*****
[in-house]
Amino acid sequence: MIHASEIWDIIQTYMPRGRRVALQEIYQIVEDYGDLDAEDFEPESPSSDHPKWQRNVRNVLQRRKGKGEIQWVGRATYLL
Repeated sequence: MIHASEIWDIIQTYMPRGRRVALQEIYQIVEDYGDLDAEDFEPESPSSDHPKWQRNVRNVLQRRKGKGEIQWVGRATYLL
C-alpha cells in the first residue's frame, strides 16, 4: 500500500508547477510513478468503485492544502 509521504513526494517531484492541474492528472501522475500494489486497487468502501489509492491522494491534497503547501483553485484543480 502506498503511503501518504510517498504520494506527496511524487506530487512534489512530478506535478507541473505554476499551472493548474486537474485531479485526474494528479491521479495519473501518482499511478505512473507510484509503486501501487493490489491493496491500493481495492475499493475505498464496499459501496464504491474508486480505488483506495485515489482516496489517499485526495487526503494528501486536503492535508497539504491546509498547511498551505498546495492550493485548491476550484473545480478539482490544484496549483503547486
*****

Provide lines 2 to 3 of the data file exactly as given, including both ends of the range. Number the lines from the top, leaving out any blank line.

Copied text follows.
Amino acid sequence: MIHASEIWDIIQTYMPRGRRVALQEIYQIVEDYGDLDAEDFEPESPSSDHPKWQRNVRNVLQRRKGKGEIQWVGRATYLL
Repeated sequence: MIHASEIWDIIQTYMPRGRRVALQEIYQIVEDYGDLDAEDFEPESPSSDHPKWQRNVRNVLQRRKGKGEIQWVGRATYLL